As a rule, yours truly has long scoffed at the stats from hell the sports geeks have visited upon us in recent years. Baseball is probably the worst. They have acronyms like WAR and OPS that the average fan is clueless about, and likely couldn't care less. And excuse me for still thinking the term "Sabermetrics" is better suited to a Star Wars movie than baseball games. I know good pitching and good hitting when I see it, and don't need to be bombarded with worthless trivia to put my already feeble brain on overload.
But this is about football, in particular the game between the Philadelphia Eagles visiting the Indianapolis Colts last night. A couple of interesting stats jumped out.
In his brief (two year+) NFL career, Colts' QB Andrew Luck had never lost back-to-back games. He has now. For that matter, he didn't lose many games while he was in college at Stanford. But a couple of them came against Oregon, then coached by one Chip Kelly, who BTW happens to be the head coach of the Philadelphia Eagles these days. It seems Chip has Andrew's number.
But the more interesting stat was the Eagles became the first team in NFL history to rally back from 14 or more point deficits in the second half to win their first two games. That's a lot of history.
More times than not, even highly successful former college coaches struggle when they make the jump to the NFL. It's a whole different deal. Amongst others, people like Lou Sabin and Steve Spurrier are evidence of that, though former USC coach Pete Carroll seems to be doing rather well in Seattle.
But the Peter Principle, whereby one rises to their own level of (in)competence -- and stays there -- doesn't seem to apply to Chip Kelly either. He's turned the Eagles around in a big way -- quickly.
Much like his Oregon teams, Kelly and his staff have the Eagles in a high-speed, no-huddle, shoot-em-up offense, often featuring weird formations. Two running backs, three tight ends, and no wide receivers? Get outta here. Nobody does that. But it seems to be working.
And here's the thing about the Eagles. Under Kelly, they seem to have more gas in their tanks than other teams. In other words, they eventually wear them down, hence their second half superiority. Sure, every team rotates personnel on a lot of plays but, overall, the Eagles appear to be a cut above when it comes to conditioning and stamina over the course of an entire game.
They may not have the most talented players across the board on their team (though they collectively aren't too shabby), but if the other team is gasping for air in the fourth quarter while the Eagles are like the Energizer Bunny -- it certainly works to their advantage.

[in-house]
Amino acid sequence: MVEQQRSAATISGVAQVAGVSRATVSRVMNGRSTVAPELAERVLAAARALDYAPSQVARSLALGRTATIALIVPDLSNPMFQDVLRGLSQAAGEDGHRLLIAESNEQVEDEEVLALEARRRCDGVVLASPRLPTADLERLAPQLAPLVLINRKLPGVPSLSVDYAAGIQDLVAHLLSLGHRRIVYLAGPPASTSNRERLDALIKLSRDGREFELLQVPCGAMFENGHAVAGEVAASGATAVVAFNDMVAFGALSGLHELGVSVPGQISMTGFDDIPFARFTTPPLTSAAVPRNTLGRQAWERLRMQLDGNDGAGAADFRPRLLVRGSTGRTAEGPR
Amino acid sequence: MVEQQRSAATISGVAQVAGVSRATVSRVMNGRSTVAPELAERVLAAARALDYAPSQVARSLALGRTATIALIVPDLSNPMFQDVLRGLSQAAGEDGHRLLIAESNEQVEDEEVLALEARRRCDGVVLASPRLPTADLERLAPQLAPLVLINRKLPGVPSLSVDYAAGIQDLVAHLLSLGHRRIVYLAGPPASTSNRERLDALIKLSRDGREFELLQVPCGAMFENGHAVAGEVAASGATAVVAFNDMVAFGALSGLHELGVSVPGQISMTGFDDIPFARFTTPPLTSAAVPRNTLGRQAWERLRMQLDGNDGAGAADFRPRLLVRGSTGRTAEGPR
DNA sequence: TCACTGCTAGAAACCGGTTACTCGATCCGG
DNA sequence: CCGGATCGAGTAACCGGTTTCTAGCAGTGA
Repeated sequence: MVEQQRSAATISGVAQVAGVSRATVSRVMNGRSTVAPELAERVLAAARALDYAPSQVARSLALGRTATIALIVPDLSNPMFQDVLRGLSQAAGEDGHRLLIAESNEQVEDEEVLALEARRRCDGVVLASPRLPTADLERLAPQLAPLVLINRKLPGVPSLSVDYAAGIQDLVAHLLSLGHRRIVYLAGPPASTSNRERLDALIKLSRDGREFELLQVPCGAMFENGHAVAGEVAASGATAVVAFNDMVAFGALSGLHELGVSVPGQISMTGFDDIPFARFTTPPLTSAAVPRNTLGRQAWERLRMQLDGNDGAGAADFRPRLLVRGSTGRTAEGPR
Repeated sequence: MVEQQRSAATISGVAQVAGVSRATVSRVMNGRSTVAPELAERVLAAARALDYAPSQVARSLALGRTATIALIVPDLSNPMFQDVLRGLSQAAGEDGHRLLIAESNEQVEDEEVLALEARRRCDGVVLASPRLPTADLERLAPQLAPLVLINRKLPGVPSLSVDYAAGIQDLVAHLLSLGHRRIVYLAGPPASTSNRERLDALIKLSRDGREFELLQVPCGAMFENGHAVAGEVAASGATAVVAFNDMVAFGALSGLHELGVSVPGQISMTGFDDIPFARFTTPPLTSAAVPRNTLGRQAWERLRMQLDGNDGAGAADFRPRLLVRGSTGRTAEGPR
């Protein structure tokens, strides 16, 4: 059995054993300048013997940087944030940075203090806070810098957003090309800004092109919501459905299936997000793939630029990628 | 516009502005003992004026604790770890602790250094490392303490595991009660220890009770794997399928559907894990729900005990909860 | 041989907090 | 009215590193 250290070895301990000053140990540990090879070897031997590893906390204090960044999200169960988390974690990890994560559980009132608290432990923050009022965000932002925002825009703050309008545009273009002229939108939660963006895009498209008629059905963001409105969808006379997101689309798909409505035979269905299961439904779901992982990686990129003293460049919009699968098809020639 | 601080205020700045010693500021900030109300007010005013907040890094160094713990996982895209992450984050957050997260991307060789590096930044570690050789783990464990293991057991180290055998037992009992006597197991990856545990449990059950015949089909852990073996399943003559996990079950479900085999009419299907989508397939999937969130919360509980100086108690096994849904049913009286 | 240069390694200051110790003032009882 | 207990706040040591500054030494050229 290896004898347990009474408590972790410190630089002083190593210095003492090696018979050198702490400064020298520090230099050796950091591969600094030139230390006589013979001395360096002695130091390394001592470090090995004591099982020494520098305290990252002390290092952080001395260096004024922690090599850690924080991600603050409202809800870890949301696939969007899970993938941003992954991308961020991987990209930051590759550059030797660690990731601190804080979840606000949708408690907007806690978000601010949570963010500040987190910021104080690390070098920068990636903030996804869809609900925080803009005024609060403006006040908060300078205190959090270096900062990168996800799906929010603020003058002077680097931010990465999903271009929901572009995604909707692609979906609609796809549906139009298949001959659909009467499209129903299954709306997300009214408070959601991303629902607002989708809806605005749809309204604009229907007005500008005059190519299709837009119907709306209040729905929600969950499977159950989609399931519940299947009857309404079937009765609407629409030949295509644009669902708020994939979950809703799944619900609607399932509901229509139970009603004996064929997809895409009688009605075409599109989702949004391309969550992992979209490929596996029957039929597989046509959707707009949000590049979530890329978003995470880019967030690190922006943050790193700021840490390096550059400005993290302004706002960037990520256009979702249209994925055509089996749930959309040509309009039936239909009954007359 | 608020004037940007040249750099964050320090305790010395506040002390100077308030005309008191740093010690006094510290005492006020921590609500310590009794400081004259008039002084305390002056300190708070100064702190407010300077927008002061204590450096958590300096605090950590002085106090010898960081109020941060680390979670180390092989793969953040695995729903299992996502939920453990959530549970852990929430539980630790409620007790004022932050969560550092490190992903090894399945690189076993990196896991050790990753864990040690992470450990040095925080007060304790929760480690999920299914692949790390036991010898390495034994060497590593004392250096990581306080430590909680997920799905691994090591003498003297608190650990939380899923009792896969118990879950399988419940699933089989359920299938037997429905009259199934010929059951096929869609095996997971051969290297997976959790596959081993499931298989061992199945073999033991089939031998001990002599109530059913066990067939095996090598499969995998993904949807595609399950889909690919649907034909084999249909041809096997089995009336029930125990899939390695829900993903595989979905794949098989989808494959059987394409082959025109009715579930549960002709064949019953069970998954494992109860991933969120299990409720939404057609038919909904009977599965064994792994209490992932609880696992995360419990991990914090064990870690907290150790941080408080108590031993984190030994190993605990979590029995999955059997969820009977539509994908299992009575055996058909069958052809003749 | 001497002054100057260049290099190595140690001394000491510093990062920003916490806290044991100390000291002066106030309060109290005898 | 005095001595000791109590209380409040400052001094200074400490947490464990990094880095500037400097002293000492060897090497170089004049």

Granted, Oregon never won a national championship under Kelly, and the Eagles could fairly be called a semi-long shot to win the Super Bowl.
But hats off to Kelly for having his team supremely conditioned and bringing his own brand of innovation to an NFL team with looks, formations, and plays that have never been tried before. So far, so good.
And just think, Lions' fans. A couple years ago, when Jim Schwartz was obviously crashing and burning, your geniuses in the front office (as always) were slow to pull the trigger. It's entirely possible you could have had Chip Kelly. Can you imagine how much more explosive your offense would be with Kelly and company calling the shots? Now you're stuck with Jim Caldwell for the next few years, and likely going nowhere.
To borrow a line from the immortal Walter Cronkite -- that's just the way it is. Most other NFL teams have gone up and down, and back up again, but the Honolulu blue and silver seems forever stuck in a mode somewhere from mediocre at best, to just plain bad. And they're not going anywhere this year either. Or next year, or the one after that.
They've long been mired in their old ways, and the hiring of retread Caldwell is just the latest example. Of all the head coach possibilities in the latest merry-go-round, the Lions sat on their hands while the others were snapped up, then finally said Caldwell was the guy they wanted all along. Please. Funny, or maybe not, how no other team was clamoring for his services. Caldwell's record as a coordinator serving under other head coaches is outstanding. But when given the reins himself -- not so good.
Like Schwartz, in 4-5 years, he'll be gone too, never to hold another NFL coaching position. That's another interesting stat. In the entire history of the Lions, NONE of their head coaches has ever gone to another NFL team to be a head coach again. An assistant here, and a coordinator there? Yep. But never allowed to be the head man again. By anybody. Ever. The Lions are where head coaches come to get rich, but then die.
Caldwell will likely face the same fate in a few years. He brings nothing new.
It's guys like Kelly that make things interesting......